- Paul Hewitt and Stephen Richards acted for the charity in RSPCA v Sharp and Others before the Court of Appeal, which unanimously upheld the RSPCA's case that its benefactor, the late George Mason, intended his estate to pass free of inheritance tax. Click here to view our briefing or visit the Civil Society website. The first instance decision is reported at  WTLR 855. The appeal is reported at  STI 253 and  WTLR 311.
- Paul Hewitt and Beatrice Calderbank acted for the trustees in the Hastings Bass matter of Futter v Futter in their application to set aside an advancement as a result of incorrect tax advice which went to the Supreme Court. The first instance decision is reported at  WTLR 609 and the Court of Appeal decision is reported at  2 All ER 450. Click here to download the Supreme Court decision.
- In Re MN, reported at  WTLR 1355, a dispute over the enforcement of a Californian Order that MN be returned to California, Paul Hewitt and Stephen Richards represent MN's niece. It is the leading authority on cross-border welfare disputes in the Court of Protection.
- In Natalia Morley-Clarke v MT Brooks & Others, reported at  WTLR 297, Paul Hewitt and Stephen Richards represented Mrs Natalia Morley-Clarke, whose husband had died intestate. The judgment is the first on a widow's successful application to capitalise her life interest. The application was contested by one of the husband's sons from a previous marriage, who was subsequently ordered to pay costs of the entire application.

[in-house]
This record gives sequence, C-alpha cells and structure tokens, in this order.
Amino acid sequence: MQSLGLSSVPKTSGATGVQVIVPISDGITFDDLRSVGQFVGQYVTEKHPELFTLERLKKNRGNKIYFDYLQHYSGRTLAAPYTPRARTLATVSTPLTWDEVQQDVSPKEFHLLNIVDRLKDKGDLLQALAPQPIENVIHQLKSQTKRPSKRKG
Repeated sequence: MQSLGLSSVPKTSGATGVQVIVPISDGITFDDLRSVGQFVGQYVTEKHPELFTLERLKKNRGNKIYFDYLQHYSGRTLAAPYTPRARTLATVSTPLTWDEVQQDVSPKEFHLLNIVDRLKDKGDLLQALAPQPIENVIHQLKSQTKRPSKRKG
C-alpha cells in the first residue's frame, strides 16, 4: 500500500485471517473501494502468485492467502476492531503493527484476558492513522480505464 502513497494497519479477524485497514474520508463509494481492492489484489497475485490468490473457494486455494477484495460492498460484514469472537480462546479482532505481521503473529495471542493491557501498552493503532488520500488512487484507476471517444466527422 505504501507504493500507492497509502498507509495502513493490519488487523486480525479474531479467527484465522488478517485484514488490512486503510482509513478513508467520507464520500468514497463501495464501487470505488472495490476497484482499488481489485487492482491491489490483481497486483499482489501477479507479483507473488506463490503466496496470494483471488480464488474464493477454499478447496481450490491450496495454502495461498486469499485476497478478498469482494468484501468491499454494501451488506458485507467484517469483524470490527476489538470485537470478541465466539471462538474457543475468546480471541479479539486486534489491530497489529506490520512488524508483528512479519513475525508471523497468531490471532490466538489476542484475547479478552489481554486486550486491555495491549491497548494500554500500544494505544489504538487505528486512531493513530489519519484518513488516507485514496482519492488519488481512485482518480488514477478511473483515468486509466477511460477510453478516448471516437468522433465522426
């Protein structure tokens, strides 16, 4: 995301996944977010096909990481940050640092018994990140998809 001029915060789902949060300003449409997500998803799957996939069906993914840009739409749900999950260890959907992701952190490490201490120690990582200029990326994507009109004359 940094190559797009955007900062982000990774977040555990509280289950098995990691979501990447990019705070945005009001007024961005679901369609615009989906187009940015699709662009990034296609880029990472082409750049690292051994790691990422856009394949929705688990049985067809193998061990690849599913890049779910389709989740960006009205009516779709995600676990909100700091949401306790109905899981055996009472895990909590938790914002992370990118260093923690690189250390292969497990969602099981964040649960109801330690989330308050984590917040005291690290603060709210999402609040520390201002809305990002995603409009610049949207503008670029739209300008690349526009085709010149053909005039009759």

- In Esson v Esson and Others, reported at  WTLR 187, Paul Hewitt and Isabel Moreton, acted for the successful claimant in an application for construction and rectification of his mother's homemade codicil. The Judge agreed that the words ‘should I predecease him' in the codicil were not intended to be a condition of the gift of a bank account to the testatrix's grandchildren.
- In ITW v Z, M, and various charities, reported at  WTLR 1791 Paul Hewitt and Stephen Richards represented the charities in support of ITW's application for a statutory will.